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The Search for Chametz (bedikat chametz)

The Search for Chametz is Tuesday night, April 7, 2020.
 
In prohibiting the use of any leaven during the week of Passover, the Torah enjoins that “leaven shall not be seen with thee in all thy borders” (Ex. XII:7) and “No leaven shall be found in your houses” (Ex. XII:19). In order that these injunctions should be fulfilled both in the letter and the spirit, the rabbis ordained that a thorough search shall be made for chametz on the night before the beginning of the festival.
 
The search is to be conducted by candlelight so that no corner of the house shall be overlooked and even the smallest particle of leaven removed. On the following morning all remaining chametz is to be destroyed by fire, just as in Temple times any part of an offering, which had been accidentally retained in excess of its prescribed time limit, was relegated to the fire.
 
Having thus disposed of your chametz, the following declaration of annulment is cited: “May all leaven in my possession, whether I have seen it or not, or whether I have removed it or not, be annulled, considered as dust of the earth.” This absolves you from responsibility for any chametz which might accidentally have been overlooked. This is a lovely tradition to follow, one that adds to the excitement of the season. For details, consult either page 140 of the First Jewish Catalogue or any complete Passover Haggadah.

Selling Your Chametz

Any chametz owned by a Jew during the Passover week is forbidden for actual use. If one cannot dispose of all chametz before the approach of the Passover holiday, he must arrange for a formal “MECHIRAT CHAMETZ” or sale of that chametz to a non-Jew.

All such chametz in your possession should be collected and placed in a spare room, closet or trunk and locked. All chametz dishes and utensils should also be placed in a special closet or room until after Pesach. You should then authorize the Rabbi to draw up a bill of sale and negotiate the transfer to a non-Jew. In light of the current Coronavirus  situation, we have created this online form for you to fill out due to "social-distancing", it will not be possibly to give the form to the rabbi in person.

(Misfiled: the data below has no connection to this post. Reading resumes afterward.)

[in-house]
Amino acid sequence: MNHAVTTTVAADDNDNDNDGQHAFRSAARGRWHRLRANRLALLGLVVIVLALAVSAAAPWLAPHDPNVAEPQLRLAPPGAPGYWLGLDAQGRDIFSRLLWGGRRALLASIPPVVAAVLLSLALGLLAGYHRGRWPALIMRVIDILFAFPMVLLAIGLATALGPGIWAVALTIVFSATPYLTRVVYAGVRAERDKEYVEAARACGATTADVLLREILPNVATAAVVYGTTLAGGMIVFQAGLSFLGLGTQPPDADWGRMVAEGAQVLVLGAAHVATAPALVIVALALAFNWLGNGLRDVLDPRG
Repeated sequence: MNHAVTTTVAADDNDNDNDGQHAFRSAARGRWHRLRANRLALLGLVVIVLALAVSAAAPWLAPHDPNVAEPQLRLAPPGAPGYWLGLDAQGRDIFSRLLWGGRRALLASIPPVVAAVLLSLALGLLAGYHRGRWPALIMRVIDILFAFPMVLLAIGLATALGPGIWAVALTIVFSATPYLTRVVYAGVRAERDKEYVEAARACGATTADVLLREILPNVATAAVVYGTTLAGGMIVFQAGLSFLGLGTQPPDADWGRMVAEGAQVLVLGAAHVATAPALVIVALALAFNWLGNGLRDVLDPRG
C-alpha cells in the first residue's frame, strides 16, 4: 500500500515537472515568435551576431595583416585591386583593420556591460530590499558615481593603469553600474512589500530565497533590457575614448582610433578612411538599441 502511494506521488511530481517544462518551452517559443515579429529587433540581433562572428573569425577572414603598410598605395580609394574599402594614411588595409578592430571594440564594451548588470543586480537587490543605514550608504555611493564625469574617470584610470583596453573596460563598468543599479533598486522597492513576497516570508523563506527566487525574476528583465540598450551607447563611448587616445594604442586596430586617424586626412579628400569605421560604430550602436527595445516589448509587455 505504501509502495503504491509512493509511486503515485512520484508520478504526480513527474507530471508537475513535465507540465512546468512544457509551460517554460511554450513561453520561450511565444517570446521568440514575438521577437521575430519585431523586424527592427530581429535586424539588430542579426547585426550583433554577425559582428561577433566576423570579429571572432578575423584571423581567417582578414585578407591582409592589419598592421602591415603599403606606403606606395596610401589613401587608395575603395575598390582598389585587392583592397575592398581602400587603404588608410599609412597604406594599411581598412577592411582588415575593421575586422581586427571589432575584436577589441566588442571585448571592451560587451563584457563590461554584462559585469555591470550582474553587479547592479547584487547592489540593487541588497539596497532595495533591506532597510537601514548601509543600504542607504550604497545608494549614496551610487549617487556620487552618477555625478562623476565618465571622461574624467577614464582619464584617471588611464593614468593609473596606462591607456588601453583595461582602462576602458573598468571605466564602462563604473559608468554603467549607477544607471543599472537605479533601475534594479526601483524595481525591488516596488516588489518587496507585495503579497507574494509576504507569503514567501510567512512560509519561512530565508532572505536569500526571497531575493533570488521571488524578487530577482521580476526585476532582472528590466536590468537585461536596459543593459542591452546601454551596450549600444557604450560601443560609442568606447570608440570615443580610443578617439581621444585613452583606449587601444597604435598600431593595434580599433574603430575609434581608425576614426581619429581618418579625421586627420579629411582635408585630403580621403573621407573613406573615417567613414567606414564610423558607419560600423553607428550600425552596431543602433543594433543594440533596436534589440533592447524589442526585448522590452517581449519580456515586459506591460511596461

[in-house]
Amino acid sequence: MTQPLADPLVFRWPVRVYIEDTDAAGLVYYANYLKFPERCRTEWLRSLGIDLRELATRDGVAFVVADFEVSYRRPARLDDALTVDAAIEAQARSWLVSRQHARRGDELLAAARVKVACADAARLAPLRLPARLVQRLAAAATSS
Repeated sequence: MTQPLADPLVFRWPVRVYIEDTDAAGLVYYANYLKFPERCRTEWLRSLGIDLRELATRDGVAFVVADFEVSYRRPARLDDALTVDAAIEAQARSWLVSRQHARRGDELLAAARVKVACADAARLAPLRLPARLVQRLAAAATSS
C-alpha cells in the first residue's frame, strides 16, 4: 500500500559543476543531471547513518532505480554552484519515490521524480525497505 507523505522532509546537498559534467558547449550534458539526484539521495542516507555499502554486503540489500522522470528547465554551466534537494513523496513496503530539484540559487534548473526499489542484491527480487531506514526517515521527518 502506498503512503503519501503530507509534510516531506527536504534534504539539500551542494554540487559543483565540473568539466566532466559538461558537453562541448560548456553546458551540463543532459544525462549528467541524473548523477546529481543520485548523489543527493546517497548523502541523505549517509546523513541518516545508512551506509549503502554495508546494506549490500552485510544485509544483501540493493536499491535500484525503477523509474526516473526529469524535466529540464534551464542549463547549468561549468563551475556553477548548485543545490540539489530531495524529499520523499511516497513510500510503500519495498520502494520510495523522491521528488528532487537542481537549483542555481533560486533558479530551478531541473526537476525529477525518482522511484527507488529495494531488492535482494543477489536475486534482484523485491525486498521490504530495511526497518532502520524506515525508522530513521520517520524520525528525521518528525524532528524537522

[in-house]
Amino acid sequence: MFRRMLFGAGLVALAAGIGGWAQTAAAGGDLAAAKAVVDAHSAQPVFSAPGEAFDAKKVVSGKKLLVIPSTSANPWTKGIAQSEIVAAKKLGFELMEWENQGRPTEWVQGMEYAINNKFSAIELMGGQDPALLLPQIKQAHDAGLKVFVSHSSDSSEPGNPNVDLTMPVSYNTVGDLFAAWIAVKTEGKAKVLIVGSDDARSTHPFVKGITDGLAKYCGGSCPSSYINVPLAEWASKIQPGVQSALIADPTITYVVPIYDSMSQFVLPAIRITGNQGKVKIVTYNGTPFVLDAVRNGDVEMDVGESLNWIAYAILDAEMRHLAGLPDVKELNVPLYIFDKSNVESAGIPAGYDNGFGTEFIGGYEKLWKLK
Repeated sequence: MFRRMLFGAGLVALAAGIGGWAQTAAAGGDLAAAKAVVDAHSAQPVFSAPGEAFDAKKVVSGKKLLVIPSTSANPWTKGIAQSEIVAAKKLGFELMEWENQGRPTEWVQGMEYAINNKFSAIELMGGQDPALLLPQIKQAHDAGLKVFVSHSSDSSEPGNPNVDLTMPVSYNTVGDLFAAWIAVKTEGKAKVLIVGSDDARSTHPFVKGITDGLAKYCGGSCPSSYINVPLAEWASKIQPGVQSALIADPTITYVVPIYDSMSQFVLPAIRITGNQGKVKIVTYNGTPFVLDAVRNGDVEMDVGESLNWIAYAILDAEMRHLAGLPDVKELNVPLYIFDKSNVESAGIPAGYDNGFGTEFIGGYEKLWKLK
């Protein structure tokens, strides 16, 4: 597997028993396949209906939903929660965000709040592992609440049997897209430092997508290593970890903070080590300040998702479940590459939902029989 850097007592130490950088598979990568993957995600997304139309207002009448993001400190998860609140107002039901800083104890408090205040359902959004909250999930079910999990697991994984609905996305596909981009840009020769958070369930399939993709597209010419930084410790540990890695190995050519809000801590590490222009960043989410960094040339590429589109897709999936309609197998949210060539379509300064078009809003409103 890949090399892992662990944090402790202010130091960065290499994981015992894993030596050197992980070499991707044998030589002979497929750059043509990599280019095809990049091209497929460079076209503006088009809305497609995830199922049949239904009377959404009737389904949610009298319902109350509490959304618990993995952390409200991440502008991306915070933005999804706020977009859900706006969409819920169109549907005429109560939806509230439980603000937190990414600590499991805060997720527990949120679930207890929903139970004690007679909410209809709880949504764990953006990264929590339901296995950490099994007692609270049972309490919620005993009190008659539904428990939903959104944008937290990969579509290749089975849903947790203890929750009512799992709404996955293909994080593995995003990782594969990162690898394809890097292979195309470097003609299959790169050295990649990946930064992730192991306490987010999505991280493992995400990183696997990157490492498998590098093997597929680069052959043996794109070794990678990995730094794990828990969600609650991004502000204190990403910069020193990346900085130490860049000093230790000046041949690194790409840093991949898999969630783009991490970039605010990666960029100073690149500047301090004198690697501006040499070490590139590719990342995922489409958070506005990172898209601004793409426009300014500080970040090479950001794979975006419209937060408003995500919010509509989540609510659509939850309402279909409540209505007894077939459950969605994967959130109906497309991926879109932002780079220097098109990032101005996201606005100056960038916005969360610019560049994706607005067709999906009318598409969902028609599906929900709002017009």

Please  mail the form below to Rabbi Dorsch. It must reach the Rabbi by Wednesday, April 8, by 10:00 a.m.

I hereby authorize Rabbi Daniel Dorsch to dispose of all my chametz, wherever it may be stored. This I do in accordance with the requirements and provisions of Jewish law.

 

This form closed on 2020-04-08 10:00:00.

 

everything you need to know for the holiday

This guide was prepared for the Rabbinical Assembly Committee on Jewish Law and Standards by Rabbi Mayer Rabinowitz. It was accepted by the Committee on December 12, 1984. The last paragraph of the introduction, as well as Part A under “Permitted Foods” have been amended to reflect more recent decisions of the Committee affecting the status of peanut, peanut oil and certain cheeses.
The Torah prohibits the ownership of chametz (leaven) during Pesach. Therefore, we arrange for the sale of the chametz to a non-Jew. The transfer, mekhirat chametz, is accomplished by appointing an agent, usually the Rabbi, to handle the sale. It is a valid and legal transfer of ownership. At the end of the holiday, the agent arranges for the reversion of ownership of the now-permitted chametz. If ownership of the chametz was not transferred before the holiday, the use of this chametz is prohibited after the holiday as well (chametz she-avar alav ha-Pesach).
Since the Torah prohibits the eating of chametz during Pesach, and since many common foods contain some admixture of chametz, guidance is necessary when shopping and preparing for Pesach.